Next, look at what is understood to be the guidelines of that world. As long as the rules of that world allow for X, Y, or Z to happen, then it should be a suitable level of verisimilitude. So what if all the armies are women? So what if the entire cast is queer? So what if cybernetics are the norm? If an aspect of that world is, through implication or outright acceptance, the standard of that world, then it wins half the battle of proving its verisimilitude.

Where does the other half lie? In the reader’s perception.

If you feel that a story’s verisimilitude doesn’t sit right, ask yourself why. Fight assumptions, even your own. Ask yourself, “Why does this aspect of the story take away my suspension of disbelief?” Is the reason rooted in “common knowledge”? A “gut” feeling? Does it rail against portrayals you’ve seen a hundred, no, a thousand times before? Do these realizations make you feel uncomfortable?

Or, taken another way, does the story’s world seem limited in its realism? Do all characters of a certain background equally suffer or face the same outcome, no matter what circumstances? Given the set–up of the world, is anyone missing who would logically be there? Is there a mindset or a magic system or any other storytelling aspect that reveals intellectual or emotional fallacies, given what had been established by the creator?

When examining the verisimilitude of a narrative in this way, what a reader chooses to handwave can be recognized as subjective and even biased. On the other hand, what is seen as believable also reflects upon the author’s worldbuilding, and what is understood as the story’s norms (or not) are fair grounds for critique.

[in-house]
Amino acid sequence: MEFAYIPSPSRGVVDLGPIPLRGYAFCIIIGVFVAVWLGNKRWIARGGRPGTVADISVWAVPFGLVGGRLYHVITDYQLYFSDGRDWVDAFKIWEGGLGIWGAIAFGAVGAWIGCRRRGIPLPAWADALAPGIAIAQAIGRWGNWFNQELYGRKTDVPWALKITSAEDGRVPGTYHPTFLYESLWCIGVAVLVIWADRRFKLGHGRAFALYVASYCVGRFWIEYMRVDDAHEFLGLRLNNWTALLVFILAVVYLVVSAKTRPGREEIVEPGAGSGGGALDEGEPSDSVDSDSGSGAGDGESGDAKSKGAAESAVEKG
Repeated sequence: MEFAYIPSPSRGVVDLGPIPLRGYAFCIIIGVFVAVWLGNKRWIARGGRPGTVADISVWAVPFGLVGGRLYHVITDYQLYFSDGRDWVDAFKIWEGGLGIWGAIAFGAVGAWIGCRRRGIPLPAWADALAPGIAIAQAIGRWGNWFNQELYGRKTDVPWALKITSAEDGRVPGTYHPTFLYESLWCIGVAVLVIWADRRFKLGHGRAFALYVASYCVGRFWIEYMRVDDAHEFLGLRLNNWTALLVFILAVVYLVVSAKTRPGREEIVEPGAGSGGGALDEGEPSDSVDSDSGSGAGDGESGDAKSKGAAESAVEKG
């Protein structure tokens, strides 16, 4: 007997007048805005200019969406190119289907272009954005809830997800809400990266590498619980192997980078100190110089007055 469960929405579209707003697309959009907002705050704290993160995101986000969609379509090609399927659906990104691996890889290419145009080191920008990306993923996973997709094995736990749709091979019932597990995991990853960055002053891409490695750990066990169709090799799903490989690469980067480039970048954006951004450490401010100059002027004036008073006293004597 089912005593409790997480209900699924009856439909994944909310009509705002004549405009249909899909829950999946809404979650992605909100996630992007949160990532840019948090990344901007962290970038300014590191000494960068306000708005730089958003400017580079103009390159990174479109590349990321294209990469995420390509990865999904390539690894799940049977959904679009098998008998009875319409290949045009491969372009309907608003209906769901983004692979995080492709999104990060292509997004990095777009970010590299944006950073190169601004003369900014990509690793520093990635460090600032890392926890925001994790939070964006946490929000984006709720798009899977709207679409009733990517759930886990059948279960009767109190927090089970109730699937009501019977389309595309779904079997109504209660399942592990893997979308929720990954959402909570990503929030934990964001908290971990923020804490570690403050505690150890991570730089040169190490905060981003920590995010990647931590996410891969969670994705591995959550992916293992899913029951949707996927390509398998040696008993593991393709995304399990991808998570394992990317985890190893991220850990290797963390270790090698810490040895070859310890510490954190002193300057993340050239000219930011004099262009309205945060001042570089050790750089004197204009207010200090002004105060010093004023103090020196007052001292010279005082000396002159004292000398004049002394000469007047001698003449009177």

Quality storytelling is the bridge connecting the skill of fiction (keeping up the suspension of disbelief) to the meaning of fiction (its transcendent quality to address real life).

And maybe with a sparkly unicorn or two for good measure.

Diana M. Pho

Diana M. Pho is an editor at Tor Books and blogs for She is also a published scholar, activist, performer, and general rabble-rouser. She is best-known for running Beyond Victoriana, an award-winning, US-based blog on multicultural steampunk under the moniker Ay-leen the Peacemaker. For several years, she has traveled the country as a professional speaker about social justice issues and fandom. Her most recent publications include participating in Invisible 2, edited by Jim. C. Hines, and a forthcoming article in Like Clockwork, edited by Professors Brian Croxall and Rachel Bowser. You can follow her on Tumblr and Twitter.

Photo Credit: Amy Stapp